THE BULB ISSUE
A thousand tulips shine among the emergent foliage of spring in the garden of bulb enthusiast Joke Cijsouw
I’m always late ordering in my tulips,” says Joke Cijsouw. “So late in fact, that they are sometimes sold out by the time I start buying them on the internet. That often means a last-minute dash to the local garden centre to get some more.” Given that Joke has been adding some 1,000 bulbs to her garden every autumn for the past 30 years, you have to wonder can she really forget? “No, it is just that I find it difficult deciding what the garden should look like in April, when it is not even November.”
Set back from a country lane in the Dutch province of Zeeland, the cottage where Joke lives with her husband Henk, is at the end of a plane tree-lined drive that also takes you past lines of Turkey oaks, poplars and a paddock containing an old chestnut to a neat front lawn. Separating the lawn from a terrace by the house are two mixed borders speckled throughout with tulips: ‘Black Parrot’, ‘Glasnost’, ‘Orange Favourite’ and ‘Apricot Beauty’.
“I use the planting method advocated by Dutch bulb expert Jacqueline van der Kloet,” explains Joke. “Mix your bulbs up in a bucket, throw them around and plant where they land, usually some 20 bulbs per square metre.” Perennials, such as Euphorbia characias and Heuchera villosa ‘Palace Purple’, and the snowy white of Amelanchier lamarckii provide interesting contrast. “I opt for tulips that f lower in April, May,” says Joke. “By that time, you will have fresh foliage as a backdrop, but at a height that still allows the tulips to shine.”
Near the side entrance to the cottage, a cobbled yard is decorated with accessories from Joke’s vintage shop, Interieur ‘t Hofje, which is based in the cottage’s old barn. A pergola, which in summer is awash with Rosa Westerland (= ‘Korwest’) and Rubus phoenicolasius, screens the yard from the rest of the garden, with a traditional brick path linking the two areas. Although the cottage looks old, it was built just 40 years ago by the previous owners, using materials from the dilapidated farmhouse that first occupied this site. “They also laid the paths and built the fences,” says Joke. “But their garden was all trees, elderberries and hazels. Some we kept, some succumbed to old age, and some we felled to make room for a more floriferous garden.”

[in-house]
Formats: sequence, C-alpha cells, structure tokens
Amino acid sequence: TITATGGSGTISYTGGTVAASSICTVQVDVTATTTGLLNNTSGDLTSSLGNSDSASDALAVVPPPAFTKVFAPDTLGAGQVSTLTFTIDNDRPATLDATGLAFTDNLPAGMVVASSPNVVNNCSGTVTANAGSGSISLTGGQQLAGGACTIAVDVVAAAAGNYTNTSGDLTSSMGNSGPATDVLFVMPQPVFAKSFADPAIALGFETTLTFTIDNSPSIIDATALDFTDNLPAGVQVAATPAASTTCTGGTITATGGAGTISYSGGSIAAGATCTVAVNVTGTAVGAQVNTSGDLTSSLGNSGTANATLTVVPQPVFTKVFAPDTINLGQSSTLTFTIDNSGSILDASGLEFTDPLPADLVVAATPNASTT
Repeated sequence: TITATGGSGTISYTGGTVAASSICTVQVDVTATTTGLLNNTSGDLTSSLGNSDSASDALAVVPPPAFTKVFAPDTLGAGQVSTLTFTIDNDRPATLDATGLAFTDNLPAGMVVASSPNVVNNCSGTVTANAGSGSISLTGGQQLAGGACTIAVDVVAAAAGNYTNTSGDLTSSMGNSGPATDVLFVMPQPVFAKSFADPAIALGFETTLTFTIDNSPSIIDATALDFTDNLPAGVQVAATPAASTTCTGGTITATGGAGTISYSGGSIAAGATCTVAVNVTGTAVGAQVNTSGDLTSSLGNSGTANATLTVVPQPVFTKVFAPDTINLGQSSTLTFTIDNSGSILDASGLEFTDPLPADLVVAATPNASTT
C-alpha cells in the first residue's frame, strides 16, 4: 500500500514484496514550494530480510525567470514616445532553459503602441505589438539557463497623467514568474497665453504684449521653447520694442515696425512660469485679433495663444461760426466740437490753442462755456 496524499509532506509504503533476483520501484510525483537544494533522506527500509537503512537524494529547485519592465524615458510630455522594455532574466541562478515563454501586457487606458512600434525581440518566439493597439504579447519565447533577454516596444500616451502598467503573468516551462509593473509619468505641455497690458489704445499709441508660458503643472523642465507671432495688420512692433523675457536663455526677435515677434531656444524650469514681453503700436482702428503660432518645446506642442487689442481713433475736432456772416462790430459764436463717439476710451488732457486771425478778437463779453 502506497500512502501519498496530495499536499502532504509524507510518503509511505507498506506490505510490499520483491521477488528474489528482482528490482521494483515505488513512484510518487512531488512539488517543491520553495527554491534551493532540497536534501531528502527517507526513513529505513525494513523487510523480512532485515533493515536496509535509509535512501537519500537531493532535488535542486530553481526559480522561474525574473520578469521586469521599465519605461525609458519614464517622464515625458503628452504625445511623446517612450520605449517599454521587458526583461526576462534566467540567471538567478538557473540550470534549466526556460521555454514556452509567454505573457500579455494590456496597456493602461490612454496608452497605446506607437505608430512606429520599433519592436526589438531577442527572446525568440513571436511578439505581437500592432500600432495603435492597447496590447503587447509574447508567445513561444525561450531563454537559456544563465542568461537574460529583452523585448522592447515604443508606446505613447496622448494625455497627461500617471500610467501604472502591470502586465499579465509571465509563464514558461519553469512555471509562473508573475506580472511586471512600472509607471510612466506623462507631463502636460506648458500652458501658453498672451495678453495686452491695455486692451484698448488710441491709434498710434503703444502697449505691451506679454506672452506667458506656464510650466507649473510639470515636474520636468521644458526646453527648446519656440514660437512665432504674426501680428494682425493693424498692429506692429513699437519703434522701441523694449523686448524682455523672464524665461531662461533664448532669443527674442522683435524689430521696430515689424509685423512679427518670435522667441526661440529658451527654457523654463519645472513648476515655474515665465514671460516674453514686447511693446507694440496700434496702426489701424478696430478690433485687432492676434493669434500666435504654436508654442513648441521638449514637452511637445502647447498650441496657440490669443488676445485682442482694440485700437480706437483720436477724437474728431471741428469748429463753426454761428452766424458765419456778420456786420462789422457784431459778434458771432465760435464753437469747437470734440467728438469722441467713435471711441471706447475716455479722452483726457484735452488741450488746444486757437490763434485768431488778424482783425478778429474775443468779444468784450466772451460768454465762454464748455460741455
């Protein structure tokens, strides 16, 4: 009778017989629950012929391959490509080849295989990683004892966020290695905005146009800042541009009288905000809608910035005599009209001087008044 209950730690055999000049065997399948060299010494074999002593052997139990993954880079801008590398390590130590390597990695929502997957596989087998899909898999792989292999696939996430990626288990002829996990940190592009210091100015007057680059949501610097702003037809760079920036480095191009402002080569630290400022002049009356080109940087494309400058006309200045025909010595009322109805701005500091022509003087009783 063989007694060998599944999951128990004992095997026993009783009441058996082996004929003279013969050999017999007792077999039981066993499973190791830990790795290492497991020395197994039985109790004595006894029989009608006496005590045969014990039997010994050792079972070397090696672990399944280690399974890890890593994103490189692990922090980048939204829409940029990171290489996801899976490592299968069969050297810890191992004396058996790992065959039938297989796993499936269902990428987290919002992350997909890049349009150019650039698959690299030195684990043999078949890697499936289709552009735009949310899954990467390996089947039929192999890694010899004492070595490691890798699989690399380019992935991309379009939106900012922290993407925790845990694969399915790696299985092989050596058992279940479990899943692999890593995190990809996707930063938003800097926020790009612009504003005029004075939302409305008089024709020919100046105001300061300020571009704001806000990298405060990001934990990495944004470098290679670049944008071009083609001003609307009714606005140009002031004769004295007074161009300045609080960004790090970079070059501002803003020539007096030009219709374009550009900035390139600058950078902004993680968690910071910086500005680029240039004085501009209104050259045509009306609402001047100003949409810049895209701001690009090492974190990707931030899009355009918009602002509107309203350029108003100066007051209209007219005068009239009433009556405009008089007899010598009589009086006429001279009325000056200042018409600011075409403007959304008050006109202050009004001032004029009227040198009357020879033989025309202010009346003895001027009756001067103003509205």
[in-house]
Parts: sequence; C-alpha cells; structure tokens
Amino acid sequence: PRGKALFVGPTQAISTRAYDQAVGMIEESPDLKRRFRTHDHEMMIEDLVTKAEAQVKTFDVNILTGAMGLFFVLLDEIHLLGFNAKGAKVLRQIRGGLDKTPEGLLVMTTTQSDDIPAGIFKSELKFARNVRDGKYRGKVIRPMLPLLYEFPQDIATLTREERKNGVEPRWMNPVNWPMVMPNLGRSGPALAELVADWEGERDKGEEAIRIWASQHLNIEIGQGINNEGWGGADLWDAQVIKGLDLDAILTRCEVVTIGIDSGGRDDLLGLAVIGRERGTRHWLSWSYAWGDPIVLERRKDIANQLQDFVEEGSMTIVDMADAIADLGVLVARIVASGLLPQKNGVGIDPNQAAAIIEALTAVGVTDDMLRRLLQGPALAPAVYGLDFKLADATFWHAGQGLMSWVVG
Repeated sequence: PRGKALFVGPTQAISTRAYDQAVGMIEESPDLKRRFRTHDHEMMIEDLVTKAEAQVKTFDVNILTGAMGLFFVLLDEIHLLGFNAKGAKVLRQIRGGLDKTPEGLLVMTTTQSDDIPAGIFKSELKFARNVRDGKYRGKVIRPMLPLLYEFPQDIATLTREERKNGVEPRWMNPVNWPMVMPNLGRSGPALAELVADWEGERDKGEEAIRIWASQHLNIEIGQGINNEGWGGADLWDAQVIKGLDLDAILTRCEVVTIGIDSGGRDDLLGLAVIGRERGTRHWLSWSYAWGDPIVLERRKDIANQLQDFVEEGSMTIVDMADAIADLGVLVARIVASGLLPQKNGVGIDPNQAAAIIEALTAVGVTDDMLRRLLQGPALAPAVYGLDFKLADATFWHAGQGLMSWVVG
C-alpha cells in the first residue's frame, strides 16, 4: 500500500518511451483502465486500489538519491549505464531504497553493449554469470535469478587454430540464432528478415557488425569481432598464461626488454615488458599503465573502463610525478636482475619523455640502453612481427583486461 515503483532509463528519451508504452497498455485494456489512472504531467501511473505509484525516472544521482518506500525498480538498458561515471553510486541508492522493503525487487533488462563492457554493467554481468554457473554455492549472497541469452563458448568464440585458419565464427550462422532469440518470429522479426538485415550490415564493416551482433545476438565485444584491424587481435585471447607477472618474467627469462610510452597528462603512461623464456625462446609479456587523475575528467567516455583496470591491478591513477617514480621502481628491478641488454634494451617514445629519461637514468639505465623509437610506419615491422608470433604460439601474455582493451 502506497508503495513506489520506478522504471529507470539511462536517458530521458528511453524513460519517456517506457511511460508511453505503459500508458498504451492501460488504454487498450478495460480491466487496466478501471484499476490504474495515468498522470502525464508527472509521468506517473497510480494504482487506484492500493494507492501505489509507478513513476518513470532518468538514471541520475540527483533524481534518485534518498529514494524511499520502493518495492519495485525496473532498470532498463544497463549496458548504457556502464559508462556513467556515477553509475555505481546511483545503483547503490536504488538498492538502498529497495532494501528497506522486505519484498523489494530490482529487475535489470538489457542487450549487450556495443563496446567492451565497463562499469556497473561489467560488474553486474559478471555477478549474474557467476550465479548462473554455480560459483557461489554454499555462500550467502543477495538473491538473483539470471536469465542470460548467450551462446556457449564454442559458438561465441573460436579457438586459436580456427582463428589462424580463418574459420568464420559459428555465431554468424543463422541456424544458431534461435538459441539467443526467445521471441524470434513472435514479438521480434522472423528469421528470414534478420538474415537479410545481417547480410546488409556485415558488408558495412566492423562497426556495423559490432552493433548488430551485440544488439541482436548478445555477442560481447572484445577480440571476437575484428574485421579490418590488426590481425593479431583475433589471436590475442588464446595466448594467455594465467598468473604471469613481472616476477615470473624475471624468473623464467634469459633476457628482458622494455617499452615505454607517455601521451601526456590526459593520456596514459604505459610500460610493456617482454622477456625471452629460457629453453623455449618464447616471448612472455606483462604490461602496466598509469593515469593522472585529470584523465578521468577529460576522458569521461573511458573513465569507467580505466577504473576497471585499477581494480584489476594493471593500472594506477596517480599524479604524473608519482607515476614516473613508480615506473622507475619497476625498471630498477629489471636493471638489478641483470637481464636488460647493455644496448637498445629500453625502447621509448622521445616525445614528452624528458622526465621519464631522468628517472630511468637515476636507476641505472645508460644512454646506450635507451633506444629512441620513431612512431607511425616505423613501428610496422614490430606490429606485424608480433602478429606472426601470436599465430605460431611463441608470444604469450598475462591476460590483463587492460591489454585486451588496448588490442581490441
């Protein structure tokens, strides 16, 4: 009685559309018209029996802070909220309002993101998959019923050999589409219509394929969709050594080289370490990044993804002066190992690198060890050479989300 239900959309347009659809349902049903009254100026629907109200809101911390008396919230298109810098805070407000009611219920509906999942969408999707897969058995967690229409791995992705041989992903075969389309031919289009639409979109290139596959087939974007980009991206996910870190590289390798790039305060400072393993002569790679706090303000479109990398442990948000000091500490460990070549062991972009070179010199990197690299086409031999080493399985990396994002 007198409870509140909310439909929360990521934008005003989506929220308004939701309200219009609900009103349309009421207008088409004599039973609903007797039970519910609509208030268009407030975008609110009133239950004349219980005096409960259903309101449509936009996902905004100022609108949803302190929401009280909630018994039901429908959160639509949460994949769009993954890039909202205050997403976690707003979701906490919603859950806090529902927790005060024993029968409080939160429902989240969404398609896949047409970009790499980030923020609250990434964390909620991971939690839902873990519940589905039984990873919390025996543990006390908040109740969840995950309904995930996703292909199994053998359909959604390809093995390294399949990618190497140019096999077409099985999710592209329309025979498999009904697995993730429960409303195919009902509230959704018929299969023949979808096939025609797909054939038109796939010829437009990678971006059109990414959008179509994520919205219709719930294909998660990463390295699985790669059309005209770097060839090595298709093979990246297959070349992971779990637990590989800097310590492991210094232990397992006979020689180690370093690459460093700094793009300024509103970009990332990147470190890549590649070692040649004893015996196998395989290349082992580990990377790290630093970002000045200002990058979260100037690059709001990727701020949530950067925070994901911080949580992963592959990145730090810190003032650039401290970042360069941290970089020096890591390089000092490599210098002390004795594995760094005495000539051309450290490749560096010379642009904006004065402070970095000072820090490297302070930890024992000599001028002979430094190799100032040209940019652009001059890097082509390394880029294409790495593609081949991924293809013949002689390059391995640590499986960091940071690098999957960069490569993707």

To achieve that vision, Joke and Henk first had to tackle the northwesterly winds that blow in from the North Sea. They started by planting a privet hedge along the northern boundary of the east-west oriented plot. Joke then had some of the local clay removed, replacing it with better draining forest soil bought from nearby Domburg. Over the years the couple have added more hedges for practical and aesthetic purposes. When they moved in, a hornbeam hedge parallel to the house separated the garden from a pony paddock. Once the ponies had gone, this too became part of the ornamental garden, and the eastern boundary was pushed back towards a low Lonicera hedge that keeps a couple of Zwartbles sheep in check. A wrought-iron gate in this hedge, opens out views across the sheep meadow to the countryside beyond – the perfect sightline from the conservatory and brick-paved terrace.
To the left of the terrace, tulips grow among Ajuga and Helleborus niger in a box parterre, to the right is a vegetable garden and bergenia-edged border, where the pink, red and magenta of tulips ‘Rosalie’, ‘Red Hat’ and ‘Doll’s Minuet’ are followed by similarly coloured Lupinus ‘My Castle’, cosmos and dahlias. “Come November, I’ll try to decide on seven tulip cultivars,” says Joke. “One strong colour, supported by a few softer pastels. I like whites and yellows, but I love reds, purples and pinks. And I get the occasional survivor from previous years. Tulipa ‘Purissima’ always comes back.”
In a circle of box around a gnarly old Pyrus communis, tulips, including ‘Purple Rain’, ‘Blue Diamond’, ‘Louvre’ and ‘Renown’, rise up between Scilla and Galium odoratum. “Once they finish flowering, I take my hedge trimmer to the box and simply swoosh it across the soil as well,” says Joke. “There’s no use planting anything here for summer, because the tree’s leaves will keep out all the light.”
Elsewhere in the garden planting becomes more relaxed. A meandering path along the northern boundary, back to the front lawn, has a distinctly forest feel, with Lunaria annua, daffodils, primulas, and white and yellow tulips, such as ‘Purissima’, ‘Maja’ and ‘Creme Upstar’. It is the perfect hideaway for the pheasants, mice and voles that feast on Joke’s bulbs. Joke, however, shrugs off any worries she might have about the havoc such wildlife could wreak on her tulip displays – having put in 30,000 bulbs over the years, she can afford to lose a couple. USEFUL INFORMATION Address Noordweg 4, Biggekerke, the Netherlands. Tel +31 (0)118 552114. Website tuinthofje.nl Open Every Thursday, 10am-4pm, or at other times by appointment.
Turn to page 60 for ten of Joke’s favourite tulips.
“I USE THE PLANTING METHOD, ADVOCATED BY DUTCH EXPERT JACQUELINE VAN DER KLOE – MIX YOUR BULBS UP IN A BUCKET, THROW THEM AROUND AND PLANT WHERE THEY LAND, USUALLY 20 BULBS PER SQUARE METRE”